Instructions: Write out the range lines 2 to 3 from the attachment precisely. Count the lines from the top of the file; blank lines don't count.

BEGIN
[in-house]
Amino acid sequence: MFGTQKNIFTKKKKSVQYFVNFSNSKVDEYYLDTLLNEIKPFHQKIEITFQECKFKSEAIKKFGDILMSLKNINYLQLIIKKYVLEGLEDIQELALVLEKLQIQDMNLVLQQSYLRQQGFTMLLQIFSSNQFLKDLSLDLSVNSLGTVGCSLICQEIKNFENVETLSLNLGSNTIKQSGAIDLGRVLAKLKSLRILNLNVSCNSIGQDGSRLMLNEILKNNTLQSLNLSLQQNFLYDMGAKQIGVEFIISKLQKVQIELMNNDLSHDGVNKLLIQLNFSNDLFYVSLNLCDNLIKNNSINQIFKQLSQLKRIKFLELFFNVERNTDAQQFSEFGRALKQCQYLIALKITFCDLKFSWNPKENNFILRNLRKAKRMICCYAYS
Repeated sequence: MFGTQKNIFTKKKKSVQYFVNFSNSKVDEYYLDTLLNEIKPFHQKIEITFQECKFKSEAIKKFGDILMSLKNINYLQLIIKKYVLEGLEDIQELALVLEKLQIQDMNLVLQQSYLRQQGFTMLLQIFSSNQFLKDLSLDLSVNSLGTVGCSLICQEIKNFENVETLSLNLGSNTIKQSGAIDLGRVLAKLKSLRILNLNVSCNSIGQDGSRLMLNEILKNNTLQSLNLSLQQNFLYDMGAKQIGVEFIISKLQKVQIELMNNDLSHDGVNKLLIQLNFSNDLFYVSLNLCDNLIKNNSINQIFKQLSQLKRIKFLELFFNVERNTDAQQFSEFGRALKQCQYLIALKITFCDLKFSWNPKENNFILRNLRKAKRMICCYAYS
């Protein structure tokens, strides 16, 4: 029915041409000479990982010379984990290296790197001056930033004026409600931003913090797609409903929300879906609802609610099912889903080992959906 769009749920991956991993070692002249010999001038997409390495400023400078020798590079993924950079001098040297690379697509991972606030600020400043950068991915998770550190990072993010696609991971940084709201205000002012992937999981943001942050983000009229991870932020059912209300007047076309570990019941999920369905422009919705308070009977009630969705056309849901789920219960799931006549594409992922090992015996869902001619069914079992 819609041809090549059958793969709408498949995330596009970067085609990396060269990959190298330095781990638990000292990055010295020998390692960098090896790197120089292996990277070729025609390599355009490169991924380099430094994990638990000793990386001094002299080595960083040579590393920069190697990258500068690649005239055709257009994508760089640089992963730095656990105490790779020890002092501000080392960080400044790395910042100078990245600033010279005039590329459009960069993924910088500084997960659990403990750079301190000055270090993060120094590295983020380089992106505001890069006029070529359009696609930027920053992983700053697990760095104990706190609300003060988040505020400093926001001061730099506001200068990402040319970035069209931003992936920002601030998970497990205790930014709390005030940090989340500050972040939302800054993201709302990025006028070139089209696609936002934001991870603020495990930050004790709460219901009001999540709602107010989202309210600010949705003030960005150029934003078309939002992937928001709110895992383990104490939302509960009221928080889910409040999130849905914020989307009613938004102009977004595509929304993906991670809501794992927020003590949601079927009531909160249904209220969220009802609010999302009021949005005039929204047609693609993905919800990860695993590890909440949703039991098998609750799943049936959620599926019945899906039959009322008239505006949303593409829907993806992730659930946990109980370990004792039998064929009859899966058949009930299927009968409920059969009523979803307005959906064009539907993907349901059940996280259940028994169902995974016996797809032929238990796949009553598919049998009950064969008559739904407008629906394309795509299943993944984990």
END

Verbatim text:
Amino acid sequence: MFGTQKNIFTKKKKSVQYFVNFSNSKVDEYYLDTLLNEIKPFHQKIEITFQECKFKSEAIKKFGDILMSLKNINYLQLIIKKYVLEGLEDIQELALVLEKLQIQDMNLVLQQSYLRQQGFTMLLQIFSSNQFLKDLSLDLSVNSLGTVGCSLICQEIKNFENVETLSLNLGSNTIKQSGAIDLGRVLAKLKSLRILNLNVSCNSIGQDGSRLMLNEILKNNTLQSLNLSLQQNFLYDMGAKQIGVEFIISKLQKVQIELMNNDLSHDGVNKLLIQLNFSNDLFYVSLNLCDNLIKNNSINQIFKQLSQLKRIKFLELFFNVERNTDAQQFSEFGRALKQCQYLIALKITFCDLKFSWNPKENNFILRNLRKAKRMICCYAYS
Repeated sequence: MFGTQKNIFTKKKKSVQYFVNFSNSKVDEYYLDTLLNEIKPFHQKIEITFQECKFKSEAIKKFGDILMSLKNINYLQLIIKKYVLEGLEDIQELALVLEKLQIQDMNLVLQQSYLRQQGFTMLLQIFSSNQFLKDLSLDLSVNSLGTVGCSLICQEIKNFENVETLSLNLGSNTIKQSGAIDLGRVLAKLKSLRILNLNVSCNSIGQDGSRLMLNEILKNNTLQSLNLSLQQNFLYDMGAKQIGVEFIISKLQKVQIELMNNDLSHDGVNKLLIQLNFSNDLFYVSLNLCDNLIKNNSINQIFKQLSQLKRIKFLELFFNVERNTDAQQFSEFGRALKQCQYLIALKITFCDLKFSWNPKENNFILRNLRKAKRMICCYAYS